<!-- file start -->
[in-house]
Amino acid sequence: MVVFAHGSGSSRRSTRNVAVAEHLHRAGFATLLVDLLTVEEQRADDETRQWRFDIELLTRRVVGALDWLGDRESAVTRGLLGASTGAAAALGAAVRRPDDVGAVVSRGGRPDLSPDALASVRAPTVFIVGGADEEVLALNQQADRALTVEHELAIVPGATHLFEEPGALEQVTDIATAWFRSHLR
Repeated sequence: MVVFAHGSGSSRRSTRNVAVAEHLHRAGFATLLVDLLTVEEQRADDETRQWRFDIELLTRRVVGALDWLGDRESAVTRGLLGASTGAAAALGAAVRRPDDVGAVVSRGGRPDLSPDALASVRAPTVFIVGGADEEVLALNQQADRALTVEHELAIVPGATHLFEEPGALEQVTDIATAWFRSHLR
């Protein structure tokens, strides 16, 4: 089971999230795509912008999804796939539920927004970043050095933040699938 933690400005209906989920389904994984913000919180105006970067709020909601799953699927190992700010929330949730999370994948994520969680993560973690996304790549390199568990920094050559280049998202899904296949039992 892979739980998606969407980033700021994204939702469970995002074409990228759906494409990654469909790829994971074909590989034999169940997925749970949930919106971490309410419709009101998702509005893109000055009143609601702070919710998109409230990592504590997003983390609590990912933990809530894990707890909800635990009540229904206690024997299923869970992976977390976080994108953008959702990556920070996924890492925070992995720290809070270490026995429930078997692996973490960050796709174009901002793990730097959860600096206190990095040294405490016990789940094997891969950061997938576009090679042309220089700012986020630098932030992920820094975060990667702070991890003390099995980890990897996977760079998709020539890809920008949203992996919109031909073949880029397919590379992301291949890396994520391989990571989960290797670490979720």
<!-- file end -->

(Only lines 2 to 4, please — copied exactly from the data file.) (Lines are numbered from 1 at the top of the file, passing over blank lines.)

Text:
Amino acid sequence: MVVFAHGSGSSRRSTRNVAVAEHLHRAGFATLLVDLLTVEEQRADDETRQWRFDIELLTRRVVGALDWLGDRESAVTRGLLGASTGAAAALGAAVRRPDDVGAVVSRGGRPDLSPDALASVRAPTVFIVGGADEEVLALNQQADRALTVEHELAIVPGATHLFEEPGALEQVTDIATAWFRSHLR
Repeated sequence: MVVFAHGSGSSRRSTRNVAVAEHLHRAGFATLLVDLLTVEEQRADDETRQWRFDIELLTRRVVGALDWLGDRESAVTRGLLGASTGAAAALGAAVRRPDDVGAVVSRGGRPDLSPDALASVRAPTVFIVGGADEEVLALNQQADRALTVEHELAIVPGATHLFEEPGALEQVTDIATAWFRSHLR
């Protein structure tokens, strides 16, 4: 089971999230795509912008999804796939539920927004970043050095933040699938 933690400005209906989920389904994984913000919180105006970067709020909601799953699927190992700010929330949730999370994948994520969680993560973690996304790549390199568990920094050559280049998202899904296949039992 892979739980998606969407980033700021994204939702469970995002074409990228759906494409990654469909790829994971074909590989034999169940997925749970949930919106971490309410419709009101998702509005893109000055009143609601702070919710998109409230990592504590997003983390609590990912933990809530894990707890909800635990009540229904206690024997299923869970992976977390976080994108953008959702990556920070996924890492925070992995720290809070270490026995429930078997692996973490960050796709174009901002793990730097959860600096206190990095040294405490016990789940094997891969950061997938576009090679042309220089700012986020630098932030992920820094975060990667702070991890003390099995980890990897996977760079998709020539890809920008949203992996919109031909073949880029397919590379992301291949890396994520391989990571989960290797670490979720």